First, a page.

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Another consideration with coil extension length is that by reducing it, the surface area exposed to cooling air is also reduced. Although this would rarely be a significant pos­sibility, it should be kept in mind especially when there appears to be an opportunity to significantly reduce the coil extension distance. An example would be the pos­sibility of being able to reduce an approximately 4-inch (100 mm) coil extension to just less than 3-5/8 inches (90 mm). The 10% reduction in exposed length could increase heating due to less heat transfer from coils to cooling air. The effect of a +/- 10% change in MLT for a variety of motor power ratings is illustrated in Table 1. 

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Increasing wire area is possible if slot space is available. A benefit of increasing slot fill is that there will be less space between wires, mak­ing varnish penetration and bonding more effective and resulting in better heat transfer as air pockets (voids) are reduced. However, making the wires fit too tightly in the slot can result in damage to the wire insulation as the winding is tamped in place with excessive force; the slot liner can also be damaged. It can also increase the time required to insert the coils. The increased wire area reduces copper (I2R) losses and reduceswinding tem­perature. The effects of these changes are increased efficiency and longer winding thermal life. 

Mechanical repairs 
Replacement bearings should be equivalent to those provided by the motor manufacturer. Selecting an incorrect bearing, such as changing from an open to a sealed bearing, will increase friction losses in the bearing, thus reducing efficiency. Incorrect in­stallation of a bearing—for example, driving it on by pressing against the outer race—can damage the bearing and cause rapid failure. Even a slight amount of damage can result in a noisy bearing. 

Bearings of C-3 internal clearance are the standard for most electric motors. A contact-type sealed bearing can create more friction than a shielded, open or non-contact sealed bear­ing. The increased friction results in a slight drop in efficiency. To avoid degrading efficiency and reducing reliability, it is good practice to remain with the open bearing style installed by the manufacturer. 

Fill the grease reservoir cavity to about one-third to one-half full. Over greasing a bearing, even by a small amount, increases friction losses. This not only reduces ef­ficiency (by 500 watts in one case cited in the EASA/AEMT study); it also causes local overheating, which can seriously reduce bear­ing life. Allow the motor to oper­ate unloaded long enough for the bearing temperature to drop. The drop in temperature indicates that the bearing has expelled excess lubricant and seated itself into a stable position. In essence, this denotes the bearing “break-in” period as shown in Figure 3. 

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When application and environment dictate the installation of sealed bearings for reasons of reliability, some increase in bearing temperature and friction losses should be expected. A better alternative is to consider the installation of non-con­tact seals or bearing isolators, which exclude contaminants without causing friction. Some bearing manufacturers also offer non-contact sealed bear­ings.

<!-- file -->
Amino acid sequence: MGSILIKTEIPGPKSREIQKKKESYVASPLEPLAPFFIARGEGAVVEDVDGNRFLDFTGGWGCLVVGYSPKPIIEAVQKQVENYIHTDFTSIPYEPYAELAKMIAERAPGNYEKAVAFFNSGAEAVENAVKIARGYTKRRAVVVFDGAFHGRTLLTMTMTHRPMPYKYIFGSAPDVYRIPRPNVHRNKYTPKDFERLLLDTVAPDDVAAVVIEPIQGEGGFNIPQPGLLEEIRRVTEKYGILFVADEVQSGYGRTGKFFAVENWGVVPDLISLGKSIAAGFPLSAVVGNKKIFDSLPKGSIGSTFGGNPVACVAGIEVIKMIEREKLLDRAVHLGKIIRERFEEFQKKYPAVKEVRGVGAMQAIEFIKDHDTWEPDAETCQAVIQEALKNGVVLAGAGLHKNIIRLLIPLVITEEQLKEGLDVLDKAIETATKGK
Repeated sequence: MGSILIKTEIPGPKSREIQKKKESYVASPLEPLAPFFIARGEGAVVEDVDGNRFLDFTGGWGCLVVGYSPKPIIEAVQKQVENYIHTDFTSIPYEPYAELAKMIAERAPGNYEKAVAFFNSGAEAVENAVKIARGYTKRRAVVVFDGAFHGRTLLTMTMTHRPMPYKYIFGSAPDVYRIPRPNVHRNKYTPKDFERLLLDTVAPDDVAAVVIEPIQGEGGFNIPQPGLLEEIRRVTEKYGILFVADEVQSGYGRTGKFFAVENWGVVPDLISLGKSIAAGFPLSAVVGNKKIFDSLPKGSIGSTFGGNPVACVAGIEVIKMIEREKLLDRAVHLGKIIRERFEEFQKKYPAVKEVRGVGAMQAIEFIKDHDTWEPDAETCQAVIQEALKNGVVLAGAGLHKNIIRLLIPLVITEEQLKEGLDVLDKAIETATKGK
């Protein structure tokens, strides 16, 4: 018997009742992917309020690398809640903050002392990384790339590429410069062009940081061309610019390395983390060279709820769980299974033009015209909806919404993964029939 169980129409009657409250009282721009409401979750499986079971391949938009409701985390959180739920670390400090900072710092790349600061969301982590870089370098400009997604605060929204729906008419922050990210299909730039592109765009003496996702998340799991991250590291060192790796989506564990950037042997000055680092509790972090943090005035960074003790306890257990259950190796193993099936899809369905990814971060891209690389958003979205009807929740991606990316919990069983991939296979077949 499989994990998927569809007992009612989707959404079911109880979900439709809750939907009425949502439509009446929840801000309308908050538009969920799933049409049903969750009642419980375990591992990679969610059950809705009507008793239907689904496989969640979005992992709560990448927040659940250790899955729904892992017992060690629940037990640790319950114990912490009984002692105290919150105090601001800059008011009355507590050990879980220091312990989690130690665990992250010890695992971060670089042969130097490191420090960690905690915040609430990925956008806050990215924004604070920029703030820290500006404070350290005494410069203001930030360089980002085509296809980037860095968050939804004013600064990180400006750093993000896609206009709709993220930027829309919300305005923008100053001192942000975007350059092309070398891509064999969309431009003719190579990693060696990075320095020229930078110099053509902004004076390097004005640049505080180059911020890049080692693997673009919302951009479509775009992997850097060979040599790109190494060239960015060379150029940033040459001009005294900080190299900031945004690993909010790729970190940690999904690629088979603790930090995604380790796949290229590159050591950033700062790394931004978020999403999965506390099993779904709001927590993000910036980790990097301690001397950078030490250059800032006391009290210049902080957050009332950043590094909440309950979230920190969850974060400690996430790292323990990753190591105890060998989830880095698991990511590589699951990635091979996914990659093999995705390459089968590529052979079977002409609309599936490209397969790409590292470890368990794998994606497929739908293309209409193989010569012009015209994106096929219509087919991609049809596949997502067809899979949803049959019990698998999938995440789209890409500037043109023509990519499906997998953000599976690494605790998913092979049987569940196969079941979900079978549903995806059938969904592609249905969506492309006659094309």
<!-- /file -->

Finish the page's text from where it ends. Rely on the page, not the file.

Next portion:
Ventilation issues 
Unfortunately, there is little op­portunity to improve efficiency by changing fans or ventilation, except in rare cases where a large increase in wire current capacity is possible, such as when converting from aluminum to copper wire. In such a case the fan size can be reduced if the aluminum wire is replaced with the same size copper wire. Reducing fan size or airflow reduces windage losses at the expense of increased winding heating. The converse also applies; increasing fan size or airflow reduces winding heating at the expense of increased windage losses.

Although we may not have opportunities to reduce losses with ventilation issues, good practices will result in maintaining the original efficiency. 

Installing an incorrect fan, or locating the fan or fan cover in the wrong position (improper clearance between the fan and fan cover), can affect windage. A fan that moves more air, i.e., has higher flow, inher­ently increases windage loss and reduces efficiency. Conversely, a smaller or lower flow fan (see Figure 4) reduces windage but also reduces cooling due to the lower airflow. If a fan has a broken blade or blades, it should be replaced. The miss­ing blade(s) reduce airflow and may increase vibration due to mechanical unbalance. 

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Windage varies among fan designs, depending on factors such as diameter, the number and size of blades, mate­rial, and surface finish. The single most important variable is fan diameter. All else being equal, a smaller diameter (D1) trimmed fan moves considerably less air than the larger original diameter (D2), by the ratio: [(D2 / D1)3]; and symmetrical fans of different diameters vary by [(D2 / D1)4]. Thus a propor­tional replacement fan that is 5% larger in diameter compared to the original requires 22% more power to drive the fan. That diverted power is lost power, which reduces motor efficiency.